As contemporary Buddhists living in the wealthy West, we easily forget what the original message Buddha preached actually was. Buddha was preaching mostly to an audience who lived pretty much like those homeless people under that bridge in Knoxville. Even if you were well-off in ancient India, your life probably wasn’t a lot more comfortable than the lives of poor folks today. Medicine was far less developed than it is today. Things we can cure with an injection, they died from, even with the best care money could buy. Sanitation was poor by our standards even for the well-to-do. There was no such thing as air conditioning or central heating for anyone, regardless of their wealth or status. Dental care was almost non-existent. Life was tough. It was natural to want out. When Buddha said that this world was the real world and that there was no heaven waiting for us at the end, it was a pretty radical thing to say.
Watching these Christians do their good work for the poor got me thinking about what Buddhists do for the poor. There are plenty of Buddhist charities all over the world, and there have been for thousands of years. The ones we have in the West are far less developed than those in Asia. We’ve had a lot less time to get it together. Besides, a Buddhist charity is a tougher sell over here. I can’t imagine you’d get by for long preaching Buddhist sermons under a bridge in East Tennessee. Even if you left the preaching out, once people found out you were Buddhists there’d be issues. Unfortunate but true.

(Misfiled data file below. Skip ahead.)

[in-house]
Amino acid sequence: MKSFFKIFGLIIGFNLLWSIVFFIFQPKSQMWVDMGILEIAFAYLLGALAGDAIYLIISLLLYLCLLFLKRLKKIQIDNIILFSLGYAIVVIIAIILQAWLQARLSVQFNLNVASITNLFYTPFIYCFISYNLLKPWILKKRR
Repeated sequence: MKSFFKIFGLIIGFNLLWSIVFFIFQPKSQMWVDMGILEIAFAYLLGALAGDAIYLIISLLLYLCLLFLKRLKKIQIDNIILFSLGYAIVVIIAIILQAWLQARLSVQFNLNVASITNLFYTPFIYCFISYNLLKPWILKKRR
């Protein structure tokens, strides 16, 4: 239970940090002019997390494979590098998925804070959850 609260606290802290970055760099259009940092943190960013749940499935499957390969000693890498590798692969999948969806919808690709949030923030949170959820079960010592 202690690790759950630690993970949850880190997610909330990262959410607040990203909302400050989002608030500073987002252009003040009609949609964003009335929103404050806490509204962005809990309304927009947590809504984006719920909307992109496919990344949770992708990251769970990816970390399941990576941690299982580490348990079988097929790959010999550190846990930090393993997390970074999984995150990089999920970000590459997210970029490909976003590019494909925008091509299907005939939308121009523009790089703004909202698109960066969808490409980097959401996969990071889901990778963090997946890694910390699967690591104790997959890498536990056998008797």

The Engaged Buddhism stuff is interesting. Though sometimes I wonder if some of the motivation is the idea that we Buddhists aren’t as nice as those Christians so we’d better catch up. I know that’s not all it is. But I just wonder sometimes.
I think the most important thing is to always have the aim to do what we can whenever and wherever we can. It’s good to feed the homeless. It’s very good. But I think it’s important to continuously do small good things whenever we can without regard to who is more or less deserving of our help. It’s easy to make distinctions like that. But they’re not true. Everyone needs whatever we can give.
At the end of the meal, the Lost Sheep Ministry passed out Christmas stockings to everyone who came for the free food. I didn’t get a look at what was inside. But I’m guessing it was mainly practical stuff. It looked like some of them might have contained sleeping bags. But I’m not sure.
And my hat was no longer mine. People are always asking me for magic meditations that will make them a “better person.” I suppose it’s depressing to think someone like me could do zazen for nearly thirty years, even getting to be a lineage holder and recognized authority on the subject, and yet still be bummed out about losing his goofy hat to someone who clearly needs it more than he does.
The difference now is that even though I remain bummed out about it, I no longer care. My feeling of bummed-out-ness is just a feeling. It comes and goes. Eventually it disappears completely. It’s insubstantial and not worthy of any great attention. It arises due to lingering greed that will also pass given enough time.
But dang. I liked that hat!
Thanks for your continuing donations. I’m not homeless and it’s you nice people who keep me in fuzzy hats!